Dy Vichea

Hun Sen appoints son-in-law deputy police chief

A spokesperson for the Ministry of the Interior compared Dy Vichea's appointment to President Trump promoting his family members to high-ranking positions

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January 19, 2018

A spokesperson for the Ministry of the Interior compared Dy Vichea’s appointment to President Trump promoting his family members to high-ranking positions

Cambodian Prime Minister Hun Sen attend a congress to reform their Cambodian People’s Party (CPP), in Phnom Penh on 19 January 2018 Photo: Mak Remissa/EPA

Cambodia Prime Minister Hun Sen has promoted his son-in-law, Dy Vichea, to deputy chief of the National Police effective 16 January, according to Reuters news agency.
Vichea formerly led the Ministry of Interior’s Central Security Department and is married to the premier’s eldest daughter, Hun Mana, who is the chairwoman of the Kampuchea Thmey Daily and Bayon TV and Radio.
In an interview with the Phnom Penh Post, Khieu Sopheak, a spokesperson for the Ministry of Interior, confirmed that Vichea’s performance within the ministry was indeed worthy of promotion and not, as some might speculate, a case of nepotism.
“There is no law in Cambodia that states that [Vichea] cannot get promoted. However, like in the US, when Donald Trump became the president, [his] children got promoted [and] no one said anything, and there is no law, too,” said Sopheak to the Phnom Penh Post.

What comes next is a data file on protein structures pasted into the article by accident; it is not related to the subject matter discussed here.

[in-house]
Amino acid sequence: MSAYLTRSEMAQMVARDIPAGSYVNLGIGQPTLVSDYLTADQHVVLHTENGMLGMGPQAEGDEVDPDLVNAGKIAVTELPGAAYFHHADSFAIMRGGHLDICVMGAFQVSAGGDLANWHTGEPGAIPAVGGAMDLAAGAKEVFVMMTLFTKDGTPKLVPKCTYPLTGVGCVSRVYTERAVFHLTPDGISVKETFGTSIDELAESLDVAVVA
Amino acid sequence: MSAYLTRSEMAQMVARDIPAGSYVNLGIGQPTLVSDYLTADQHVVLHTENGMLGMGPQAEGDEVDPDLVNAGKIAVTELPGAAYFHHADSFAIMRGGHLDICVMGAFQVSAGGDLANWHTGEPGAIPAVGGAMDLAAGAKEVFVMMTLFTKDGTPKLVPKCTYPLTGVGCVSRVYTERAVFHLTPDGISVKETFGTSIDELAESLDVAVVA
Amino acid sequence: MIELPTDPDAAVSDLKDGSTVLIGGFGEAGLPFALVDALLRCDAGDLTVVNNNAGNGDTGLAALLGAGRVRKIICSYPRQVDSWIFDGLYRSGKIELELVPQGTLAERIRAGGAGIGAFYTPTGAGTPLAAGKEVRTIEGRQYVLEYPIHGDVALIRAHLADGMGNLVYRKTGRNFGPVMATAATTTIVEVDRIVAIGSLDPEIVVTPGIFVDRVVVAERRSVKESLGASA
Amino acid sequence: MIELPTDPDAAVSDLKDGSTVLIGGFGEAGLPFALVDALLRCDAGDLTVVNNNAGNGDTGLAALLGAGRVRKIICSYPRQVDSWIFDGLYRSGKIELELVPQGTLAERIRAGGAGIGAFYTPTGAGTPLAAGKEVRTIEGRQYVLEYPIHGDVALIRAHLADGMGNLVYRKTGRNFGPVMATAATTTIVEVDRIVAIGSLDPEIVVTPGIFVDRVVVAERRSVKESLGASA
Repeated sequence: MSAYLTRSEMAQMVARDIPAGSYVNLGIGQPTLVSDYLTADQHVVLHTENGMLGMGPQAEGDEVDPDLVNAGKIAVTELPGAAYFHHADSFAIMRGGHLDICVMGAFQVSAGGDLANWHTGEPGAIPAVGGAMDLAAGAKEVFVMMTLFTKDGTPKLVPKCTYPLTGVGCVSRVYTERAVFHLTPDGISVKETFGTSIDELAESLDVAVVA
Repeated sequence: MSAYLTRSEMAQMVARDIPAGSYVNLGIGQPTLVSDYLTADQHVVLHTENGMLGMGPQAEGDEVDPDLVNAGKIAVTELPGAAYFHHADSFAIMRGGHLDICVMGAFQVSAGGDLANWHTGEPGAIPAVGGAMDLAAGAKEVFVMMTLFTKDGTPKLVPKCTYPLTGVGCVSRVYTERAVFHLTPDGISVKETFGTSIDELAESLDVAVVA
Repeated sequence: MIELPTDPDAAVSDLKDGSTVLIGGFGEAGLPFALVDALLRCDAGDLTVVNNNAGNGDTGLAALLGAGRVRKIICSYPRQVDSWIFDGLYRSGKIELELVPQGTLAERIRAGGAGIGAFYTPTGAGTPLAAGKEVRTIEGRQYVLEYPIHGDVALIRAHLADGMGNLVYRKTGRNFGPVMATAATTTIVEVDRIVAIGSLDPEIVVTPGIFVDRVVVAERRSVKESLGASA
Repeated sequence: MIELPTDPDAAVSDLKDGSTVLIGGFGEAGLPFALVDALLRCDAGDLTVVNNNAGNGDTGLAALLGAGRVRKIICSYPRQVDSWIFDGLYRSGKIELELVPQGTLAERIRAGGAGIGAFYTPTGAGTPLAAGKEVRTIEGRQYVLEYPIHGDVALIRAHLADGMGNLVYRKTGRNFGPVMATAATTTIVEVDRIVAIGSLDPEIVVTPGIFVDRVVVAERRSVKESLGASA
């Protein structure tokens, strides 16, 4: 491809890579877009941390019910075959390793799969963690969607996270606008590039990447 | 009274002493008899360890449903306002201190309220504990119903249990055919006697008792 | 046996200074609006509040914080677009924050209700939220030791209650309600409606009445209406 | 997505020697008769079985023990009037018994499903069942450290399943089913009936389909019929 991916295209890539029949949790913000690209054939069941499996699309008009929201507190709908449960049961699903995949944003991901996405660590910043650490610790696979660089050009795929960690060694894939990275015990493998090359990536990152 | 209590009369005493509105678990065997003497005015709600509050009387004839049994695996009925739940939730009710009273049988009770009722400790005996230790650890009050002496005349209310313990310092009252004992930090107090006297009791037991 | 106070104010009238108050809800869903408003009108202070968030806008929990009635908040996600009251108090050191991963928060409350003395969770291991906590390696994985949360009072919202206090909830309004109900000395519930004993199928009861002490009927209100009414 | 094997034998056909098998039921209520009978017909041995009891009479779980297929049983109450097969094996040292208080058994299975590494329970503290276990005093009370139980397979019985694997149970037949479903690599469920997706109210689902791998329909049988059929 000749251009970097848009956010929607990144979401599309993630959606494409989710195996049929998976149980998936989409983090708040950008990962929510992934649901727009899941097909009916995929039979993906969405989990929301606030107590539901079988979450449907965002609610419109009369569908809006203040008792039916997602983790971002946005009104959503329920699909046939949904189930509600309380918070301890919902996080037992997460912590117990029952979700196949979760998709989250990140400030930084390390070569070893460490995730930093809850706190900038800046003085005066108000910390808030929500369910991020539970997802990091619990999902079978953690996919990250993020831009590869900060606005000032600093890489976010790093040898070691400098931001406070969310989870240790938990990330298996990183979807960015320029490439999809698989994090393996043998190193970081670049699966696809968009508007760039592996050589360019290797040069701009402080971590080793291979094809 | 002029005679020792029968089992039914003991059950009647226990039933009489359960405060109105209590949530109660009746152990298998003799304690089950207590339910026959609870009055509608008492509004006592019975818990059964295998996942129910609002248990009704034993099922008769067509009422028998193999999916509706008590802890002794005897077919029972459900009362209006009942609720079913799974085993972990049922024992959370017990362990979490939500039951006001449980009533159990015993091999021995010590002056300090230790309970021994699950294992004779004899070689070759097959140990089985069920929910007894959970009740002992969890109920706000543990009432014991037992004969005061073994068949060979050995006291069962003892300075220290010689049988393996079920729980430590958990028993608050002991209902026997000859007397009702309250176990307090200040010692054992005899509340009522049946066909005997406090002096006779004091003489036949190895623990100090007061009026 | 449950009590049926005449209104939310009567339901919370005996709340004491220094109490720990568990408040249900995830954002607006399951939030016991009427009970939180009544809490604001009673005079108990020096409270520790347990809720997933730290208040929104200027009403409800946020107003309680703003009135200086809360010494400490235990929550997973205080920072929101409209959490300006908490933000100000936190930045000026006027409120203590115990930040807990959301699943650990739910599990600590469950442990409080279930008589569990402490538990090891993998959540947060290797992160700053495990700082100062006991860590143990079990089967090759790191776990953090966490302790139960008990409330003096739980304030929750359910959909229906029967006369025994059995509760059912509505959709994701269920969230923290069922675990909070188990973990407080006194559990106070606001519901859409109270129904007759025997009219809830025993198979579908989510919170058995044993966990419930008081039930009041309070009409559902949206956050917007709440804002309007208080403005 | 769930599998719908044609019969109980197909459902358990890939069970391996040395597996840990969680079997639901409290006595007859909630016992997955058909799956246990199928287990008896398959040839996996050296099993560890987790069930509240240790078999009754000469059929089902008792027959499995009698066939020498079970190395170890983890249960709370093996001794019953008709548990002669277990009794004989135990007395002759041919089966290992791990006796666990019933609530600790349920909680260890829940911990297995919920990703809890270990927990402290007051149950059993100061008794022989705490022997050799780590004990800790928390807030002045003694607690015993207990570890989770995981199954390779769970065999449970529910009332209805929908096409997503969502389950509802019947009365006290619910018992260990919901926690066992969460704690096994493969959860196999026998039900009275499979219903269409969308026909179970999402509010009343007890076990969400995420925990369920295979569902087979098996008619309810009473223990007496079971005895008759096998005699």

Sopheak went on to make more comparisons between the premier and Trump in an interview with Reuters, during which he cited the US president’s appointment of his daughter, Ivanka Trump, to be his informal advisor.
Hun Sen’s son-in-law, however, will be coming to his new position with more family history than the US president’s daughter came to hers, as his father, the late Hok Lundy, served as Cambodia’s National Police Chief from 1994 to 2008.
The reaction to Vichea’s appointment has not been met with a positive response from the international community, with US-based Human Rights Watch suggesting the promotion is just Hun Sen’s latest attempt to consolidate power ahead this year’s general election.
“Prime Minister Hun Sen aims to cement total control over Cambodian government and business, and appointing his son-in-law as deputy police chief is part of that ongoing effort,” Phil Robertson, deputy director for Asia at the Human Rights Watch group, told Reuters.
The main opposition that could’ve challenged the ruling Cambodian People’s Party in this July’s election, the Cambodia National Rescue Party, was dissolved in November at the request of Hun Sen’s government.
This is not the first time that Vichea’s climbing through the ranks has been called into question, with his 2014 promotion to director of the Central Security Department at the Ministry of Interior being closely followed with accusations of nepotism.
Police spokesman Kirt Chantharith defended the move at the time and was quoted in an interview with the Phnom Penh Post as saying:
“His Excellency Dy Vichea has gone through a myriad of low-status [positions], and the last post for him was deputy director of the Central Security Department, so assuming the post as the director is appropriate in the hierarchy.”
Vichea is not the only member of Hun Sen’s family to hold important roles within the Cambodian government.
Neth Savoeun, who is married to the prime minister’s niece, is the national police chief, while Hun Sen’s eldest son, lieutenant general Hun Manet, holds the position of being deputy commander of the armed forces.

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